Saturday, July 30, 2005

Hans off that Island

CDs in Play: Miles Davis - On the Corner, John Lee Hooker - The Very Best Of.

Ooooh Canada...
Pardon my now hackneyed title, but there are things worth fighting for and there are fights worth walking away from. Some things are clearly too insignificant to matter - Hans Island is one of those things. Only 1.3 square kilometres, this barren, desolate, inhospitable slat of rock stuck between Canada and Greenland, Hans Island, is quickly (and unfortunately) becoming the symbol of Canada's fight for Arctic Sovereignty.
Like many Canadians, I grew up believing that the icy expanse around and above the 70th parallel was un questionably ours - all the maps we had in school said it was. It was inhospitable, untamed and you had to be born up there to really know how to survive up there, but it was ours. Then as I got older I learned that some other countries (like the USA) did not recognise that big hunk of the Arctic as Canada's. The Canadian government, which occasionally rumbled disapprovingly at US sub incursions in our waters up there, was the Arctic for the most part.
Even as global climate change threatened (and still does) to destroy the North's whole ecosystem, the Canadian government paid lip service to its well being and carried on ignoring it as usual. But then it seemed to have dawned on them - global warming means ice melting. Ice melting means the landscape will be "freed up". "Freed up" land in the north means it will be ripe for resource exploitation. Now Ottawa had a reason to give a damn about the North and asserting Canada's sovereignty over it. Polar bears, narwhals and belugas goodbye, there's minerals in them there hills.
So now we are in a pissing contest with Denmark over a tiny slat of rock that will probably be completely submerged effects of global warming continues to melt the ice and global sea levels rise. On the one hand, Canada can't be seen to be soft on a country that probably couldn't even sufficiently threaten it militarily. That would send a message to Washington that we really are as weak (if not weaker) as they assume us to be and they would start rolling all over the Arctic, confident that they there is nothing that Canada can or will do to impede them. On the other hand, we are squabbling over a mere stepping stone in the channel that separates Ellesmere Island from Greenland: it just seems a pointless exercise, especially in light of the assorted articles, websites, blogs and the flame wars that have sparked up online as a result.
My guess is that the average, intelligent Canadian, Greenlander and Dane just don't care all that much. Knee-jerk patriots and misguided politicians might want to contest ownership, but I fail to see how any reasonable person could think that their country will benefit from this dispute in anyway. Maybe follow the wisdom of Solomon and divide the island in half. Maybe declare it an international zone between Canada and Greenland. Or maybe just blow it up if it is that much of a bother. Like I said, it isn't like that slat of land is going to be around to exploit if the water levels rise.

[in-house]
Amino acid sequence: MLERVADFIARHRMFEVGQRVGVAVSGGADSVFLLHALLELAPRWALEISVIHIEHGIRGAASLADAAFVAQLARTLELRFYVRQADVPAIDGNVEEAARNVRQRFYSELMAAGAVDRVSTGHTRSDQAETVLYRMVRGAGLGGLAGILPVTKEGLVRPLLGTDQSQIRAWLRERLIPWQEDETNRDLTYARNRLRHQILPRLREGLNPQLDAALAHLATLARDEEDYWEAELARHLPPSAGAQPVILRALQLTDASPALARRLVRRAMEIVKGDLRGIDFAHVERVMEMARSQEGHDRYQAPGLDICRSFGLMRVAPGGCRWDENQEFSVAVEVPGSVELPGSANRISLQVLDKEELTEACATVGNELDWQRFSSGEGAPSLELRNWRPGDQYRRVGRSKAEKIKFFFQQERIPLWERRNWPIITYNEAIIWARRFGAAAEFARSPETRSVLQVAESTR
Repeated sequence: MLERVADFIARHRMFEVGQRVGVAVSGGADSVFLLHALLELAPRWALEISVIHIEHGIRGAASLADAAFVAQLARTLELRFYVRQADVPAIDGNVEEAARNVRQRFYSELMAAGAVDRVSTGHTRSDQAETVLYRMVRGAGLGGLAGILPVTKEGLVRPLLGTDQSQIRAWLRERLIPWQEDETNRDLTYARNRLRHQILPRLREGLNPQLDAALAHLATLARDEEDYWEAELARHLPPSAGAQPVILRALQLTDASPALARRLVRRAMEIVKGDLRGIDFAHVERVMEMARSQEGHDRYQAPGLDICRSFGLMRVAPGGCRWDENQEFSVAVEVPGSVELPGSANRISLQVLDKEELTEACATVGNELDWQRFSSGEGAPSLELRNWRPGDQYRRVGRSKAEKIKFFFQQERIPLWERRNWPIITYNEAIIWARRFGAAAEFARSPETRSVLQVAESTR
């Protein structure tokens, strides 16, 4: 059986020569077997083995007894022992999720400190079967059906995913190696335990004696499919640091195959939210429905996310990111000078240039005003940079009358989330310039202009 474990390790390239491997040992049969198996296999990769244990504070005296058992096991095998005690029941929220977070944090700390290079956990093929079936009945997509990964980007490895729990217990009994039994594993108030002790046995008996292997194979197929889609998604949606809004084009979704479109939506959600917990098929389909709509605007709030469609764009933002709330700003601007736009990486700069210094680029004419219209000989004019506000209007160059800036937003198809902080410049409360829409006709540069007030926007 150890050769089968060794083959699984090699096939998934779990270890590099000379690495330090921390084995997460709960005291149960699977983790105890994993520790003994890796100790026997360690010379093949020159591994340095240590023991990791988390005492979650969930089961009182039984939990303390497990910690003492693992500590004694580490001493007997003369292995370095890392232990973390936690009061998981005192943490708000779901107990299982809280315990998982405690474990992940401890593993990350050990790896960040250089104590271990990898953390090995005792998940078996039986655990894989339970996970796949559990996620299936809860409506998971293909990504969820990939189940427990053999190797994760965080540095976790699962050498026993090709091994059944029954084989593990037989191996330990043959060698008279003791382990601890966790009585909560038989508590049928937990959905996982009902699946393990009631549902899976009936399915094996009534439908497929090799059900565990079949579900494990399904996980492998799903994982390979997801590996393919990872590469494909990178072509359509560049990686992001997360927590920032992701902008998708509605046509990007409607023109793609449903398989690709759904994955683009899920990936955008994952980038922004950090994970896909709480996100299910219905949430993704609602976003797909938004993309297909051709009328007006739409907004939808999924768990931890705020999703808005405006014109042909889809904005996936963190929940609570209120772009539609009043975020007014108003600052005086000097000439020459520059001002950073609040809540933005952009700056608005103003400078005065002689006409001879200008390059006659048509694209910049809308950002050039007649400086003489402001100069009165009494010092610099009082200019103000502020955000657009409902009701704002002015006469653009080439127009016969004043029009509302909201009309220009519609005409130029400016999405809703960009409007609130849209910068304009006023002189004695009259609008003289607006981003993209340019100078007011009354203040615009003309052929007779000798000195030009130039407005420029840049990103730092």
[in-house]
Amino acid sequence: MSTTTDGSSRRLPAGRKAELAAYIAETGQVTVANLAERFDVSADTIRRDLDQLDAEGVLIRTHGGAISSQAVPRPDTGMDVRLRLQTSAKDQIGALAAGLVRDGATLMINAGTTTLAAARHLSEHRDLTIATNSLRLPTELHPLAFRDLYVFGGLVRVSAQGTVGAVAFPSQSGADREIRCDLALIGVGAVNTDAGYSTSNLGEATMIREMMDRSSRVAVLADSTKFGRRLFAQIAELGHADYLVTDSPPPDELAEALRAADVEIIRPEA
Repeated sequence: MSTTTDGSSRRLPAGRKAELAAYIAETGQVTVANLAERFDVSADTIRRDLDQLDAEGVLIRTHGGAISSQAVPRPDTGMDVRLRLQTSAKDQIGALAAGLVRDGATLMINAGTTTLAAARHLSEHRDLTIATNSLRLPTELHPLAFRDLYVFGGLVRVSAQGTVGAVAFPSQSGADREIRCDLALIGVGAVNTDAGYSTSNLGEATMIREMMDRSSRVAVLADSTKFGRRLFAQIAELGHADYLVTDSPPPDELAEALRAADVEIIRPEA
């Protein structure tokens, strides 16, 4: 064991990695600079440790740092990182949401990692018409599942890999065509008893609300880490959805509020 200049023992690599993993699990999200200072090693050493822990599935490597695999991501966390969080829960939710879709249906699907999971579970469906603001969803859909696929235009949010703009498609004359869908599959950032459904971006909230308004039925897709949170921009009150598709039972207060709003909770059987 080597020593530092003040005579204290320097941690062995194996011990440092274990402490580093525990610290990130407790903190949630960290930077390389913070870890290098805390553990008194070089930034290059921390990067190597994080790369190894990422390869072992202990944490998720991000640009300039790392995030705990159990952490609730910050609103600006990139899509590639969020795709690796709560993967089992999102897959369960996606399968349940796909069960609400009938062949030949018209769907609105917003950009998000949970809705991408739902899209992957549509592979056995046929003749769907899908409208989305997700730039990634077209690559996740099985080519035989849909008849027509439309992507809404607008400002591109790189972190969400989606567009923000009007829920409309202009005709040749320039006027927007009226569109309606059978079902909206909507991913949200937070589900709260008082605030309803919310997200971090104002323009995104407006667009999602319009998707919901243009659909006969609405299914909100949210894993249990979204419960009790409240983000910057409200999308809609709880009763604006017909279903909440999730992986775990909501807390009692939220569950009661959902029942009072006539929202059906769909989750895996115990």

For a balanced look at the history of the island I recommend checking out Wikipedia's entry. The photos of Hans Island sort of put things into perspective.

Friday, July 15, 2005

A Wandering Neurotic I

CD in Play: Dead Kennedys, Fresh Fruit for Rotting Vegetables. The Zombies, The Singles Collection: A's & B's, 1964-1969.

There are a number of things that I despise, as anyone you knows me could tell you. There is one thing I think I despise more than anything else - moving. Since the age of eight, the same year my parents split, I have moved a total of 22 times. I am close to completing my 23rd move. There are people who have perhaps moved more, I am sure there are army brats and missionary kids who could top my number anytime.
Some of the moves we have made were absolutely pointless, like that time my Mom moved us across the street and then five months later moved us to Maple Ridge. A year after that we moved to Port Coquitlam and a year after that she got married again and we moved down the block. Two years after that I was asked to leave and moved to New Westminster, where I have lived now, off and on, for most of my adult life.
I have moving issues: moving causes me to become quite neurotic. I get antsy (because my dictionary is packed I can't even check the spelling of that word) and insecure when faced with having to pack up my stuff. I actually suffer from panic attacks at times that just grip me in a sort of blank anxiousness. There is no concrete fear or fear of consequence - just an outright fear of moving itself. On the bright side, I do know how to pack glassware securely.
I am moving to the city of Vancouver (albeit East Van) for the first time in my life. New neighborhood, new neighbours, (same old questions to answer though) new room to try and sleep in, new transit routes to learn, new sounds and lack of sounds (since I currently live next the rail line and Columbia Street) to get used to. I have used Vancouver to identify my general geographical location for decades. Despite being born there, I have always lived in the Lower Mainland ouside of the city. Now, however, I will actually be living there.
Still, this is not the end of my moving. Due to my continued state of unemployment I will have to look for work ouside of the area. I have been looking for work around BC, Alberta and Saskatchewan. If nothing pans out in those provinces I will be looking at Ontario or Nova Scotia. There is also a little a matter of continuing my education so I can try and become an art teacher. I had hoped to get my BA in Art (my degree is currently in History) at UBC. However, in order to get my MFA I would have to look at moving out of BC. So continue to live in an unsettled state.
Anyhow, I am rambling and I really should stop procrastinating and get on with packing, etc.